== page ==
Back to the 2024 Shortlist Refurbishment

Ouse Valley Viaduct

Sponsored by
Northcot Brick
FL Handmades Ouse Valley Viaduct East Sussex 2024 9 LR


Location: Haywards Heath, West Sussex

Brick Manufacturer: Michelmersh Brick Holdings PLC

Brick Name: Handmades from Freshfield Lane

Architect: John Rastrick and David Moccata

Brickwork Contractor: AW Group

About the project

The Ouse Valley Viaduct is located in West Sussex, England and is locally know as the Balcombe Viaduct. Known for its ornate design, the structure has been described as ”probably the most elegant viaduct in Britain.” It was completed in 1842 to serve the London to Brighton rail main line, carrying a two track railway across a valley and the River Ouse. It still carries around 110 trains a day.

The viaduct consists of 37 circular brick arches and pierced piers. It is 450 metres long and 28m high, as well as being a grade 2 listed building. The majority of the structure was designed by experienced Railway Engineer John Rastrick, who with his partner built only the third steam locomotive to be made in the world. Other aspects of the viaduct, such as the ornamental parapets and pavilions are credited to architect David Moccata.

During construction the 11 million bricks and limestone, for the parapets and pavilions, were used and throughout its life there have been many restorations to the viaduct. One of the most recent was a £6.5million operation between 1996 and 1999 by Railtrack, which has since been taken over by Network Rail. This restoration replaced the severely weathered limestone parapets and also repaired the brickwork of the arches and piers. Over recent decades bricks have been supplied by multiple manufacturers but most notably from local manufacturer Freshfield Lane of Michelmersh for sustainability reasons and to keep the brick supply local. Using handmade bricks to compliment the range of tones and structural characteristics required by the ongoing repairs to the piers.

The arches in this structure are multi-ring brickwork construction. Each ring was originally bonded to the adjacent rings to ensure that the arch acts as one structural element and the rings act collectively. However stresses in the mortar between these rings can cause delamination to occur and this phenomenon known as ‘ring-separation’. This mode of failure is very common for structures of this type and can significantly reduce its carrying capacity. This has been seen to occur both in the main arches and piercings of the piers, which led to a continuous programme of repair works to be carried out to maintain the structure’s integrity, extend its operational life, and restore its appearance to better resemble its original state.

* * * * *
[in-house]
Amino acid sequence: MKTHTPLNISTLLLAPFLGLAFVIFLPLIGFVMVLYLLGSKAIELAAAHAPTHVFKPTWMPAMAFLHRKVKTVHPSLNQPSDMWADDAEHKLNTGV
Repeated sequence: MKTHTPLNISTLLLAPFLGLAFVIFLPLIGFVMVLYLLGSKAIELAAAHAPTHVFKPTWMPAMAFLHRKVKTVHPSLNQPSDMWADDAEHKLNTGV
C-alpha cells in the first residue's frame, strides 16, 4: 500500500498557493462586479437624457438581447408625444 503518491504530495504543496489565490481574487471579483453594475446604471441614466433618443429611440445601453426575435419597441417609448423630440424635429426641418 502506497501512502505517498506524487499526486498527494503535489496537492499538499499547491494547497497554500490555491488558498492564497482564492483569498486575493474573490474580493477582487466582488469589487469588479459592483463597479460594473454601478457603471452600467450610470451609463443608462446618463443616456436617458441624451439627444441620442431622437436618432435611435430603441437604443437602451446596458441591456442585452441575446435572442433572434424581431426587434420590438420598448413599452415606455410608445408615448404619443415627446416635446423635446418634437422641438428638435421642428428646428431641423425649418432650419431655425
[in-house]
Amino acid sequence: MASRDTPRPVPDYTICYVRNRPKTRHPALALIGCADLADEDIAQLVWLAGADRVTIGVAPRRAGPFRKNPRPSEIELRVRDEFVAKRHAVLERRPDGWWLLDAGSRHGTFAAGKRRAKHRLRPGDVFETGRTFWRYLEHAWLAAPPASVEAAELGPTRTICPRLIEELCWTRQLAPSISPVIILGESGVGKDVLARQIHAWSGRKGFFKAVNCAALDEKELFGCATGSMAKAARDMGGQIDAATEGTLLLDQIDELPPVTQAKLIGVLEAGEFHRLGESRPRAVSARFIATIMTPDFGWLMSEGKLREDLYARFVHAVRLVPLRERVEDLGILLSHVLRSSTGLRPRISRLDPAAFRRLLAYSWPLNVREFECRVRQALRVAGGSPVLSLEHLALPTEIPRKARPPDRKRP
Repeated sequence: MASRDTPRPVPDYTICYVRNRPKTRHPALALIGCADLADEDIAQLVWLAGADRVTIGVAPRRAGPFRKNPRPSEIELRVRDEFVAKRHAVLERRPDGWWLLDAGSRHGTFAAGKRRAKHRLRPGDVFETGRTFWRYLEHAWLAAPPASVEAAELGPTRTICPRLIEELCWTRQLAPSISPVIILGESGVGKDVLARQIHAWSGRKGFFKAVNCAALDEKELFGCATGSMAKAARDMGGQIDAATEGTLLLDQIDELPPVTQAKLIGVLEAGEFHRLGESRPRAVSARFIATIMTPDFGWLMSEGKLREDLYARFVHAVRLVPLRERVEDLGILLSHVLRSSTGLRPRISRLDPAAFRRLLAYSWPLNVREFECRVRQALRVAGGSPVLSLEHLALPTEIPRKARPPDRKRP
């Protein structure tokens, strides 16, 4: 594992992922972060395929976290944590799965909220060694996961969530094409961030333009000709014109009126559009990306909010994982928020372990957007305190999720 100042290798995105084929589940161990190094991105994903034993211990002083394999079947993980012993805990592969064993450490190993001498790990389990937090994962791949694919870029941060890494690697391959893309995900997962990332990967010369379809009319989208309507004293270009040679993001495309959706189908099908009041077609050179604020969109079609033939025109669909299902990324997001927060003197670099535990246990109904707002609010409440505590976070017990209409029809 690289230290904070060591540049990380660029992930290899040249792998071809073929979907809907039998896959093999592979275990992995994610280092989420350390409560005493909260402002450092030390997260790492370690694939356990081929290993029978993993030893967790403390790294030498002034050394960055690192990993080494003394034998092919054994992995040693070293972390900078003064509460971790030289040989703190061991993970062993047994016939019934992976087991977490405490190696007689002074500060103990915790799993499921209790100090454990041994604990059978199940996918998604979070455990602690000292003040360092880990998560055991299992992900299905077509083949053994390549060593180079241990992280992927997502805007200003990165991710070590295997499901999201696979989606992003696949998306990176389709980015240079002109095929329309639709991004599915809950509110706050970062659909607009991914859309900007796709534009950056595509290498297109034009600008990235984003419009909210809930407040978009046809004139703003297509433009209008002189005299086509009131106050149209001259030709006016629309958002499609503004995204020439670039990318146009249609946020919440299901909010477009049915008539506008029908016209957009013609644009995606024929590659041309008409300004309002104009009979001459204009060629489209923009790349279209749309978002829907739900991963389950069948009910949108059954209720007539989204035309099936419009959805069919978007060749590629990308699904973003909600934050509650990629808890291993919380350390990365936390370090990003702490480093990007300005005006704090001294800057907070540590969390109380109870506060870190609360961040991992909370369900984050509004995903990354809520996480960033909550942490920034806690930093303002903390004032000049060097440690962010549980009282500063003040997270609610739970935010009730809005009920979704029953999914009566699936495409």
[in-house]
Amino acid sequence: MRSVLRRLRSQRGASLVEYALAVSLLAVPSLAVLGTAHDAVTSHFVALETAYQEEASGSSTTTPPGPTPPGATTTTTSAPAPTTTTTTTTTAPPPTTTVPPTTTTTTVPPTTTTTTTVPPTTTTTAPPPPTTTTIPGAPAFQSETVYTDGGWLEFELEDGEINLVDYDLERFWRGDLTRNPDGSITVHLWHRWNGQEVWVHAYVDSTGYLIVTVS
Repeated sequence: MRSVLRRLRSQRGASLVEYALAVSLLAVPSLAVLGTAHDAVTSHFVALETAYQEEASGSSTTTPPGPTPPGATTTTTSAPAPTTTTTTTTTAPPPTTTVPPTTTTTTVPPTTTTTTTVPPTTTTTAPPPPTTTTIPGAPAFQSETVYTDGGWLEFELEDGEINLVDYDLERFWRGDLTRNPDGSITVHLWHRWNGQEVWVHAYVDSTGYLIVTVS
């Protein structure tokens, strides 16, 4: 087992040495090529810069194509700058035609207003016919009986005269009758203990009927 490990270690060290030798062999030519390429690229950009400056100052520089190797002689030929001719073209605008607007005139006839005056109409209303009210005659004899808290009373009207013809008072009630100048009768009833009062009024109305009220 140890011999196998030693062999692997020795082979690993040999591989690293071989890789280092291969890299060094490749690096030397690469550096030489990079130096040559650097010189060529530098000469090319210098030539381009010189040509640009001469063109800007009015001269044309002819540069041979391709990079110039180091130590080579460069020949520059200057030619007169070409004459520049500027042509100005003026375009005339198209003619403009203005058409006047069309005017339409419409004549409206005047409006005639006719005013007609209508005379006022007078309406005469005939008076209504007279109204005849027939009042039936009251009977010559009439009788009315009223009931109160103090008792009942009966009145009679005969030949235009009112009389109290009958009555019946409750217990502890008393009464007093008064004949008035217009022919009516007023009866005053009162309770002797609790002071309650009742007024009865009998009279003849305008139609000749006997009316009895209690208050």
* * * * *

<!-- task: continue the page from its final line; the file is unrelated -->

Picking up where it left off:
The structure has already outlived a design life of 120 years, so modifications and improvements are expected. The structural system is simple and clearly expressed through multiple masonry brick arches and pierced piers which transfer the loads down into the foundations and are one of the earliest and simplest forms of construction, dating back to before Christ, but it was the Romans who were the first to realise the potential of this form of construction. This structure which has stood for over 180 years is an example of clay brick durability, strength, stability and beauty.

Please watch youtube clip, ITV news feature on the restoration:

Sponsored by Northcot Brick

Northcot Brick

Northcot Brick have been quarrying clay and making bricks for nearly 100 years. The richly-coloured bricks are made by Master Brickmakers who between them have hundreds of years of experience in the highly skilled art of brick-making. The bricks they make are used in all types of building projects all over the country.